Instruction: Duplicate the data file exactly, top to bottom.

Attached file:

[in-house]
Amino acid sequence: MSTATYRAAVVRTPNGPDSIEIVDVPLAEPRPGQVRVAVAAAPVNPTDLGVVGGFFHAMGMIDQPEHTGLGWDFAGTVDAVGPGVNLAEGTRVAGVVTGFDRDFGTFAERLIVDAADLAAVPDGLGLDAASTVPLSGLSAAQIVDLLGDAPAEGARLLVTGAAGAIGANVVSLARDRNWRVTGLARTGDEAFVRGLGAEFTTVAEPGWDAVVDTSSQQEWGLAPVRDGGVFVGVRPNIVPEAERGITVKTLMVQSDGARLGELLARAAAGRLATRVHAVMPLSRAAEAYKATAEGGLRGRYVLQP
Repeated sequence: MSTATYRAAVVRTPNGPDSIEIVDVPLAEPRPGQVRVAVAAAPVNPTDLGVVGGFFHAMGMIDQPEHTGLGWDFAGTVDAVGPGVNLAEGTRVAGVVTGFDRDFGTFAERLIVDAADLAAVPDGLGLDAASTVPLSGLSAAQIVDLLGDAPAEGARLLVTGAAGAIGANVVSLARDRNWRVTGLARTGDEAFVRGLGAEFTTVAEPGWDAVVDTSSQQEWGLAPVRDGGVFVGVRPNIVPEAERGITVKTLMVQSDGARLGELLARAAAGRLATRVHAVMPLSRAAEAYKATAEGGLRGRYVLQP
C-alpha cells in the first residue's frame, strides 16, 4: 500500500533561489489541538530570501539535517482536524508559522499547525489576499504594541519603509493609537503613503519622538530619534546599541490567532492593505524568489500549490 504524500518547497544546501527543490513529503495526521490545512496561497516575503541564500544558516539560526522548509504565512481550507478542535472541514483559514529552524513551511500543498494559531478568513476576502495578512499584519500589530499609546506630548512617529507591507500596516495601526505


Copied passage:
[in-house]
Amino acid sequence: MSTATYRAAVVRTPNGPDSIEIVDVPLAEPRPGQVRVAVAAAPVNPTDLGVVGGFFHAMGMIDQPEHTGLGWDFAGTVDAVGPGVNLAEGTRVAGVVTGFDRDFGTFAERLIVDAADLAAVPDGLGLDAASTVPLSGLSAAQIVDLLGDAPAEGARLLVTGAAGAIGANVVSLARDRNWRVTGLARTGDEAFVRGLGAEFTTVAEPGWDAVVDTSSQQEWGLAPVRDGGVFVGVRPNIVPEAERGITVKTLMVQSDGARLGELLARAAAGRLATRVHAVMPLSRAAEAYKATAEGGLRGRYVLQP
Repeated sequence: MSTATYRAAVVRTPNGPDSIEIVDVPLAEPRPGQVRVAVAAAPVNPTDLGVVGGFFHAMGMIDQPEHTGLGWDFAGTVDAVGPGVNLAEGTRVAGVVTGFDRDFGTFAERLIVDAADLAAVPDGLGLDAASTVPLSGLSAAQIVDLLGDAPAEGARLLVTGAAGAIGANVVSLARDRNWRVTGLARTGDEAFVRGLGAEFTTVAEPGWDAVVDTSSQQEWGLAPVRDGGVFVGVRPNIVPEAERGITVKTLMVQSDGARLGELLARAAAGRLATRVHAVMPLSRAAEAYKATAEGGLRGRYVLQP
C-alpha cells in the first residue's frame, strides 16, 4: 500500500533561489489541538530570501539535517482536524508559522499547525489576499504594541519603509493609537503613503519622538530619534546599541490567532492593505524568489500549490 504524500518547497544546501527543490513529503495526521490545512496561497516575503541564500544558516539560526522548509504565512481550507478542535472541514483559514529552524513551511500543498494559531478568513476576502495578512499584519500589530499609546506630548512617529507591507500596516495601526505